Engaging the Public on Country Partnership Strategies

Aaron Rosenberg's picture
Open India
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Country Partnership Strategies are a central element of the World Bank Group’s effort to act in a coordinated way to end extreme poverty and boost shared prosperity. But they can be hard for the average person to navigate—some are three-volume tomes, and others can be dense with technicalities. When we make them inaccessible to the general public, we often forgo a critical opportunity to build broad support for our work.

This year, the Bank Group’s India team decided to take a more innovative approach—one that has the potential to directly engage the public and perhaps even spur others to join us in our cause. In producing the Country Partnership Strategy for India, the team opted not to create a simple PDF for the website. Instead it produced a well-designed book, flush with easy-to-understand graphics and appealing photographs. It also produced a highly interactive web application that visualizes the strategyand tracks the strategy’s progress towards its goals over time. The tool shows exactly how individual projects along with knowledge and advisory work line up with our twin goals, and what outcomes we expect in each instance.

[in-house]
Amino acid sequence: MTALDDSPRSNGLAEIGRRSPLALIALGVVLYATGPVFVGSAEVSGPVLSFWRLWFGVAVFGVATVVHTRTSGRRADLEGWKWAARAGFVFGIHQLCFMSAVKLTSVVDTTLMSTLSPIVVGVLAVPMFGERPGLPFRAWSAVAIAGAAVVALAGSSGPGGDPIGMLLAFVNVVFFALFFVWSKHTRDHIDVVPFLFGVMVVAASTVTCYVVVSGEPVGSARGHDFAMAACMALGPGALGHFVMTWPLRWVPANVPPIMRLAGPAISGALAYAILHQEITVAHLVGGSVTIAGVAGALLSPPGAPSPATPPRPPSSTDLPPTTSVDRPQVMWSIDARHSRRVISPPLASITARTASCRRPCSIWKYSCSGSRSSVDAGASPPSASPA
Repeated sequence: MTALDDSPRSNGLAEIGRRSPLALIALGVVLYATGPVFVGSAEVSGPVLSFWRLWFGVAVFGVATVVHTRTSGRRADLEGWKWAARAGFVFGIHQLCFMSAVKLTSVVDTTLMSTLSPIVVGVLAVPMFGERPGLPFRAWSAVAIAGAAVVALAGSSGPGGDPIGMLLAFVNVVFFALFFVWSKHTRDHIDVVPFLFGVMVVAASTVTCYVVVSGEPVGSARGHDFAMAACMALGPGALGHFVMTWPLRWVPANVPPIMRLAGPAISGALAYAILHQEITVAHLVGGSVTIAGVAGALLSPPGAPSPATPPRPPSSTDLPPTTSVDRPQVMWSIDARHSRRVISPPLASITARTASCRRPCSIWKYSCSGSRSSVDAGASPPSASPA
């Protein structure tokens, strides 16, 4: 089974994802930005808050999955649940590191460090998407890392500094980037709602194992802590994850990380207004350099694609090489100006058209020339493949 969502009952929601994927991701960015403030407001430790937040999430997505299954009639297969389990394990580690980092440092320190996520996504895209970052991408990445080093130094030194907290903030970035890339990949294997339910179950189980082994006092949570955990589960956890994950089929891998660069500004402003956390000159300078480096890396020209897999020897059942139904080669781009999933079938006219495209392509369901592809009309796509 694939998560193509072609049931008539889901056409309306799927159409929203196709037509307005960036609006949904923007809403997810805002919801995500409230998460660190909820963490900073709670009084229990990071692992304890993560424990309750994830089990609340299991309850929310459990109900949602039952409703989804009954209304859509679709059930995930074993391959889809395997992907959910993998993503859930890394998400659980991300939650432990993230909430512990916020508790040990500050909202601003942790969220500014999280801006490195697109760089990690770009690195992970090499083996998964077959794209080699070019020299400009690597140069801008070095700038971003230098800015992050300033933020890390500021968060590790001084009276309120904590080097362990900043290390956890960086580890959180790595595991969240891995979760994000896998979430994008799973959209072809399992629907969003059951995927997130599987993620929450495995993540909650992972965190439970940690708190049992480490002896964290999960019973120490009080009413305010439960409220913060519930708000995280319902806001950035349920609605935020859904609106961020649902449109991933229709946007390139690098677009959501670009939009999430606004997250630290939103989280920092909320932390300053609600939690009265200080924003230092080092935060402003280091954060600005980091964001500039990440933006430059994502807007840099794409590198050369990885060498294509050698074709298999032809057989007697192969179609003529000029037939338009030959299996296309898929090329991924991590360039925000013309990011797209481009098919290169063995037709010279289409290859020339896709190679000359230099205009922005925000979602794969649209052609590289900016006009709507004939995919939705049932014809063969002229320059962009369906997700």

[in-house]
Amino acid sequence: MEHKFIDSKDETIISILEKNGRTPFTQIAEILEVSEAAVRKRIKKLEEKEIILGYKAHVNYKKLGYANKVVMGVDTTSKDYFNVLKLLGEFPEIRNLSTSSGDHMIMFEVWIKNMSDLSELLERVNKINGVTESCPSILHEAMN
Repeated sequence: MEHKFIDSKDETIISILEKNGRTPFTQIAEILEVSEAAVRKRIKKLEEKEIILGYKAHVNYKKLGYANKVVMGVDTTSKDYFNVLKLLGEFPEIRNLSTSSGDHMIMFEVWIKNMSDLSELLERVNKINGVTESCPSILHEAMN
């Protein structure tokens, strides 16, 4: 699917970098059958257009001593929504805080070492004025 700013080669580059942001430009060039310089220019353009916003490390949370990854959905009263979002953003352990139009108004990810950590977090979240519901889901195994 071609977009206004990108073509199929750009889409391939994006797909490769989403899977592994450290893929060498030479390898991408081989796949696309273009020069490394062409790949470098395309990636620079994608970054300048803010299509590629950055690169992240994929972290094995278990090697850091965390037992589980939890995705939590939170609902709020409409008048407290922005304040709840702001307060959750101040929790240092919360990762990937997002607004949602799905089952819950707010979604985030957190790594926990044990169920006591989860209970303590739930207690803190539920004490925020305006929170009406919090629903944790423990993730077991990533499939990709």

Unemployment May Lead to a New Youth Bulge in Egypt

Jacob Goldston's picture
 James Martone l World Bank

After dropping for many years, there has been a recent resurgence of fertility rates in Egypt. A woman born in the 1960s gave birth to an average of 1.4 children by the time she turned 25. Then there came a sharp drop, bottoming out at near 1.1 for women born in the late 1970s. But since then, fertility rates have bounced back, up to an average of 1.2 for women born in the mid to late 1990s.

Women and girls are the answer to innovation in Africa

Maleele Choongo's picture
4 Will You Take On... Take On Extreme Poverty 2:11 / 2:11 Poverty and Hardship in the PacificWorld Bank1:02:02 Rwanda: A Model for Building Strong Safety NetsWorld Bank4:32 My New Life: Primary Education for All in IndiaWorld Bank4:39 Applis mobiles pour
Women in Senegal traditionally have few chances to acquire computer or programming skills. A young woman from Dakar has set out to change that. Binta Coudy De has created a tech hub, Jjiguene Tech Hub, that trains young women in computer and programming skills, preparing them for a career in the high-tech sector.